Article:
Pavel has pointed out that I overlooked a remarkable paper on experimental physics in Nature:
45.5-tesla direct-current magnetic field generated with a high-temperature superconducting magnet (by Hahn, Kim, 9 more)Magnets are cool. When we were 10 or so, our class would work in nearby gardens. Some of the greenhouses were covered by plastic films that were attached by... wonderful square magnets, 10 x 10 x 2 cm or so. I was facing a dilemma: on one hand, the founder of Czechoslovakia Prof Thomas Garrigue Masaryk taught us "don't be afraid and don't steal". On the other hand, the magnets were wonderful and I was a curious kid.
A few times, my curiosity prevailed over Masaryk. By taking a few magnets, I was helping to disassembly the communist regime – some four years before I became a full-time dissident.
The world's strongest man-made magnetic field was created in a Japanese lab last autumn: a whopping 1200 tesla. Unless we're overlooking something remarkable, this device isn't feasible for the construction of colliders.
We need simpler magnets that are easily scaled. Something that resembles the cool things we were stealing in the Gardens National Corporation. And when it comes to these fields, there is quite a general "scale" of the magnetic field that is reproduced by pretty much any realistic material. This claim is similar to the claim that atoms have similar heat capacities and metals have similar densities.
So far, for two decades, the strongest direct-current (D.C.) magnetic field that was produced in the world was 45 tesla. Hahn and pals have finally broken this record. Because their new magnetic field is just 45.5 tesla, it's clear that the previous 45-tesla threshold was an important psychological benchmark that they simply needed to beat.
But what they did was more than an improvement from 45 to 45.5. The 45-tesla magnet was a very strong, 33.6-tesla resistive magnet inside 11.4 low-temperature superconducting magnet. Instead, their new magnet uses a high-temperature superconductor with 14.4 tesla inside a 31.1-tesla resistive magnet. So the resistive magnet was moved from outside to the inside of the magnet; and the superconducting magnet switched from a low-temperature one to a high-temperature one.
High-temperature superconductors used to be considered a holy grail of material science. It's too bad that almost no one is hyping this sport these days. I think it's a wonderful sport. The paper seems like an important advance in ambitious claims about high-temperature superconductors.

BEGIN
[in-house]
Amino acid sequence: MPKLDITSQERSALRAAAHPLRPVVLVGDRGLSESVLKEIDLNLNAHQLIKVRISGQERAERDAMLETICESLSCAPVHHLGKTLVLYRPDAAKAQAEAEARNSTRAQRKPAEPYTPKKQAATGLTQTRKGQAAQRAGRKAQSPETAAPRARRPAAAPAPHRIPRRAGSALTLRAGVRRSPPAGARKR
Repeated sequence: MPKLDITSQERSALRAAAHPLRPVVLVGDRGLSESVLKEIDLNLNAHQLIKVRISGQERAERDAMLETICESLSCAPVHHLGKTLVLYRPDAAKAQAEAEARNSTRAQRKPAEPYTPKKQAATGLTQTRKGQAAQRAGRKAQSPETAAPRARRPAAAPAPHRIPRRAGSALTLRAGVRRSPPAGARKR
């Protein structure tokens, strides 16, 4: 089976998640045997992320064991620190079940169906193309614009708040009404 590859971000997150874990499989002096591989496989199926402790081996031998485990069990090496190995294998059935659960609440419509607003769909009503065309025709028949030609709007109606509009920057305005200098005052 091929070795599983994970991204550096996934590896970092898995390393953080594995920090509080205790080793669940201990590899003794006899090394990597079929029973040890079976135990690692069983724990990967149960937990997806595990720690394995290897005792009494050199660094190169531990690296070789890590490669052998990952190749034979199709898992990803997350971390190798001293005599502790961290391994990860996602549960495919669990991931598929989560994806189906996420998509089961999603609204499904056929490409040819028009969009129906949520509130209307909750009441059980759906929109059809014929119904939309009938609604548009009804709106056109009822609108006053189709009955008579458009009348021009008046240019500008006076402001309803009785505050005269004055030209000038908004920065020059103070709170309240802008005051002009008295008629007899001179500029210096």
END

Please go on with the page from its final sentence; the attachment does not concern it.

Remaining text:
When I look at it again, the change doesn't look so deep. I have no idea how much it costs, whether such magnets are usable for the accelerators. But Pavel's simple calculation is surely unbelievably attractive. If the LHC/FCC dipole magnets could be increased to 45 tesla, the LHC tunnel could be upgraded to a 75 TeV center-of-mass energy collider while the improved FCC could boast something like 300 TeV total energy of the two beams. Note that the center-of-mass collision energy is basically proportional to the magnetic field. For proton beams, the beam energy in TeV is about 0.81 times the magnetic field in tesla (for the LHC design). For every tesla, you get almost 1 TeV per beam and almost 2 TeV from both beams.
I think that it's great when psychological patients are allowed to leave the mental asylums, if they can walk in the forests, and so on. It may be relaxing and the fresh air is pleasant etc. But this tolerant approach must have some limits, in order to protect their health and the society. The people who wouldn't agree to build a 300 TeV collider for $30 billion should definitely be held in a psychiatric asylum for 24 hours a day. I can even tell you the ID of the optimum pavilion for such patients – it's the most hardcore pavilions for men and women, respectively.
It's possible that one can't really afford the resistive magnets at all (power consumption?) – so what is usable is the high-temperature superconducting magnets approaching 15 tesla. Well, if the LHC energy could be doubled, it would still be the best next step to do with the LHC tunnel. This page lists the price of the LHC bending dipole magnets as CHF 0.5 million – times 1232 is some CHF 616 million. The Swiss franc is almost precisely one dollar. If one could update the dipoles for $1 billion and double the LHC energy, I could find a way to fund it myself.
For some $9 billion, the LHC managed to increase the total energy from 2 TeV – the Tevatron – to 13 TeV which is almost three doublings. The price of the doubling of the center-of-mass energy was about $3 billion, if you accept this optimistic "constant cost of a multiplicative factor". So if the "dipoles that double the LHC energy" were cheaper than $3 billion, I think it would be a no-brainer. The FCC should still be built on top of that.
Note that the current FCC assumes the increase of the center-of-mass energy from 13 TeV to 100 TeV which is again 3 doublings – but the cost is almost $30 billion i.e. $10 billion per energy doubling. In this counting, just the upgrade of the LHC magnets looks like a cheaper move, relatively speaking.